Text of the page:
Fringe Festivals always have an ability to turn unexpected places into performance spaces, often barely disguising their former lives. In the case of the Urban Spaceman Vintage, a retro clothing store being used for the Adelaide Fringe Festival, little has been done to hide the daytime shopping. Clothes hang on rails, a changing room and a large counter space are visible; they all give the signs of a retail shop, which is why it seems a curious thing to find 5pounds’s The Blue Room by David Hare here. Offering a site-specific performance, the promise of The Blue Room is apparent from the word go but it is never fully realised.
Gathered outside the Urban Spaceman Vintage we watch as, lit by red strip lighting, Kaitlyn Clare teases us within the window, blowing on the glass and tracing love hearts. Her stare is lustful and unavoidable, we’re caught by her luscious looks and body. From here we’re told that at times we’ll be asked to move around the space (I can’t help but think that doing both site-specific and promenade is a challenge for any theatre company!) and I’m intrigued. Inside the shop we sit upon chairs that spread the length of the space, seductive rituals begin and we watch as Kaitlyn Clare and Zak Zavod slowly work their way through Hare’s play. As a continuous duologue that sees ten couples come together and tear themselves apart through lust and sex, Hare’s play is every bit sexy and seductive, offering men and women who fall repeatedly into the traps that sex can spring.
There’s plenty of nudity on show as Clare and Zavod bare all, and in the intimate space there’s no hiding from the audience. I mention the nudity to give a sense of the intimacy that The Blue Room had in this space. It’s as if you can feel the heat and sweat from intercourse rubbing up against you, or at least you should do. The problem with 9pounds’s piece is it never fully gives you what you desire. Promising to be something tantalising and seductive it is ultimately dull and tiring. That’s not to say that Clare and Zavod are not captivating as performers, that’s far from the truth, but we are never compelled to care: we spectate, we move when told, but for what purpose? There’s so much to take from Hare’s writing – a look at relationships, at the feminine versus the masculine, at our obsession with sex – but these are never addressed, never challenged.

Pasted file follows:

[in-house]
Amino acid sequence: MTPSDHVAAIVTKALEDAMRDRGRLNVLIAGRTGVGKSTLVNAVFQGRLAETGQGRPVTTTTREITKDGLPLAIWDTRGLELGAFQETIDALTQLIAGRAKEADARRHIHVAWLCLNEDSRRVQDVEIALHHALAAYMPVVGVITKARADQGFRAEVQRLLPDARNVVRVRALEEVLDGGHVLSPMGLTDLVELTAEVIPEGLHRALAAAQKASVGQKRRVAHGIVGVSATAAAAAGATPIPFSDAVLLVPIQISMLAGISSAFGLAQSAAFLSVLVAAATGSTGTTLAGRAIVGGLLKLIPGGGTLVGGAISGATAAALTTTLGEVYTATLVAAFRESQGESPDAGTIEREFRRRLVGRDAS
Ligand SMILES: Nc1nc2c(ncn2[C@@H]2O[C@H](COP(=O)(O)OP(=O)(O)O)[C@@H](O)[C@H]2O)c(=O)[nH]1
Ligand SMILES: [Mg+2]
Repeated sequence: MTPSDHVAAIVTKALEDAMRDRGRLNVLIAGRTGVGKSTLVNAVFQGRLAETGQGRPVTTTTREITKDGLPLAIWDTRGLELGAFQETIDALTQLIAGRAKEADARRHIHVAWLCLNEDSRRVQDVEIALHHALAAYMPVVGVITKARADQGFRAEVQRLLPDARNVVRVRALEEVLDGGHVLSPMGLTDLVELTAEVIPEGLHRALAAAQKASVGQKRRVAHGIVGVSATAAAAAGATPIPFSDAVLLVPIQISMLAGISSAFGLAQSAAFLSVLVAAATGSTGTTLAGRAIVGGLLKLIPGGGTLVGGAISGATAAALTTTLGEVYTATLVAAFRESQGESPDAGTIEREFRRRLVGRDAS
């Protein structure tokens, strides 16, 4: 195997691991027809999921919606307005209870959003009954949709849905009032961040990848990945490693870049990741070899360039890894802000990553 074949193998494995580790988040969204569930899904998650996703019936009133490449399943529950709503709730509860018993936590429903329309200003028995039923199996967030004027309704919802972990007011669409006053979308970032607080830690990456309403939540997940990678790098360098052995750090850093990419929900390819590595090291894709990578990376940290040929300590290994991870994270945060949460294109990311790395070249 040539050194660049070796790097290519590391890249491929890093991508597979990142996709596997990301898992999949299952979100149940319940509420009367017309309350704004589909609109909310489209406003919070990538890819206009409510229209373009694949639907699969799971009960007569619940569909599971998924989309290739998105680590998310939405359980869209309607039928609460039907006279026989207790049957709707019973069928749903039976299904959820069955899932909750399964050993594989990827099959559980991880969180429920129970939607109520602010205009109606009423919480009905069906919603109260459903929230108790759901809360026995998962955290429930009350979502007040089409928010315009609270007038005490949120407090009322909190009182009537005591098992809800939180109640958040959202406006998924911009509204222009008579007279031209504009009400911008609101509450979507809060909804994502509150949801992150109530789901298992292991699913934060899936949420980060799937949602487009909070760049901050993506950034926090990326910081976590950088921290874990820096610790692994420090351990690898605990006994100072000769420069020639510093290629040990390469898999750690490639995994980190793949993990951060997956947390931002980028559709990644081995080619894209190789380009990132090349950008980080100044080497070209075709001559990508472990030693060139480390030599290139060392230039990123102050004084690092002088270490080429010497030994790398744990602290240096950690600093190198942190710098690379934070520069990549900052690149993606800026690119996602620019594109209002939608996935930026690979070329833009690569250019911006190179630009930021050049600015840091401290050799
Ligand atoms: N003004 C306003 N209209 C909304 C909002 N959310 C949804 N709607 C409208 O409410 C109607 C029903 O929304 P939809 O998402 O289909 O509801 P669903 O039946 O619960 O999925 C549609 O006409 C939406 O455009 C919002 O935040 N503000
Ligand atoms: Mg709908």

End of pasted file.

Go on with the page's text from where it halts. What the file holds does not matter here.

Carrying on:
The Blue Room feels as if director Jason Cavanagh has enjoyed the challenges of working with Hare’s text with two capable performers, but he does little to interrogate it. Equally I found myself yearning to be elsewhere. For me it doesn’t offer anything new, no great metaphor that we can cling onto. It feels distinctly false, the performance layered over the top instead of being fully integrated into the mechanics of a shop. I wanted the characters to emerge from the shop fittings, to wrap themselves in the clothes on the rails and to sell their bodies as if they were items to be purchased. Instead, Hare’s text seems lost within the darkness of Cavanagh’s direction. There are moments that flicker with excitement, but these feel extinguished as the text is dragged through the 90 minutes of performance time.
If anything, I think 9pounds’s The Blue Room shows the importance of knowing why you’re doing a site-specific piece in the first instance. Regardless of festival context, space defines a theatre piece and it shouldn’t be ignored. Perhaps I’m missing something from Cavanagh’s direction, but with all the tempestuous love making and characters that fling themselves repeatedly upon each other, I found it all quite tiring. Theatre should be like sex, and, whether it is good or bad, it should at least leave you feeling something afterwards. The Blue Room however left me empty.
The Blue Room is playing at the Adelaide Fringe Festival at the Urban Spaceman Vintage until 2 March. For more information and tickets see the Adelaide Fringe website.